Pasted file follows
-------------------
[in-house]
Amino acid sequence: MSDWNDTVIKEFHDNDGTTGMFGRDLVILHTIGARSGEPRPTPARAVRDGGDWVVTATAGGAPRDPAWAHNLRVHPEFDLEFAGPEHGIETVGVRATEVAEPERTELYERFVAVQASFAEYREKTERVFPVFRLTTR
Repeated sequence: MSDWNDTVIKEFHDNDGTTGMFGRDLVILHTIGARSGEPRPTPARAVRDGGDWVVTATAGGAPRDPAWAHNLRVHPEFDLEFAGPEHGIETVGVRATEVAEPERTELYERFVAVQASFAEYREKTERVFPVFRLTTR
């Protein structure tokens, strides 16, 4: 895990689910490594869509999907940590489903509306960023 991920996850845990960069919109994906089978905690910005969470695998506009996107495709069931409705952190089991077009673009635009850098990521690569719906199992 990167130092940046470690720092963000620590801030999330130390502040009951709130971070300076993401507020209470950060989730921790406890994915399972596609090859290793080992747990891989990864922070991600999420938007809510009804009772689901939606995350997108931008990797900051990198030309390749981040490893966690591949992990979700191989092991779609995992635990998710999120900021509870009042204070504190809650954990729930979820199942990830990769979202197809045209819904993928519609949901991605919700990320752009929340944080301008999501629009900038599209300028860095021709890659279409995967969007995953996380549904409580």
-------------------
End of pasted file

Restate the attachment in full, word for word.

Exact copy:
[in-house]
Amino acid sequence: MSDWNDTVIKEFHDNDGTTGMFGRDLVILHTIGARSGEPRPTPARAVRDGGDWVVTATAGGAPRDPAWAHNLRVHPEFDLEFAGPEHGIETVGVRATEVAEPERTELYERFVAVQASFAEYREKTERVFPVFRLTTR
Repeated sequence: MSDWNDTVIKEFHDNDGTTGMFGRDLVILHTIGARSGEPRPTPARAVRDGGDWVVTATAGGAPRDPAWAHNLRVHPEFDLEFAGPEHGIETVGVRATEVAEPERTELYERFVAVQASFAEYREKTERVFPVFRLTTR
């Protein structure tokens, strides 16, 4: 895990689910490594869509999907940590489903509306960023 991920996850845990960069919109994906089978905690910005969470695998506009996107495709069931409705952190089991077009673009635009850098990521690569719906199992 990167130092940046470690720092963000620590801030999330130390502040009951709130971070300076993401507020209470950060989730921790406890994915399972596609090859290793080992747990891989990864922070991600999420938007809510009804009772689901939606995350997108931008990797900051990198030309390749981040490893966690591949992990979700191989092991779609995992635990998710999120900021509870009042204070504190809650954990729930979820199942990830990769979202197809045209819904993928519609949901991605919700990320752009929340944080301008999501629009900038599209300028860095021709890659279409995967969007995953996380549904409580």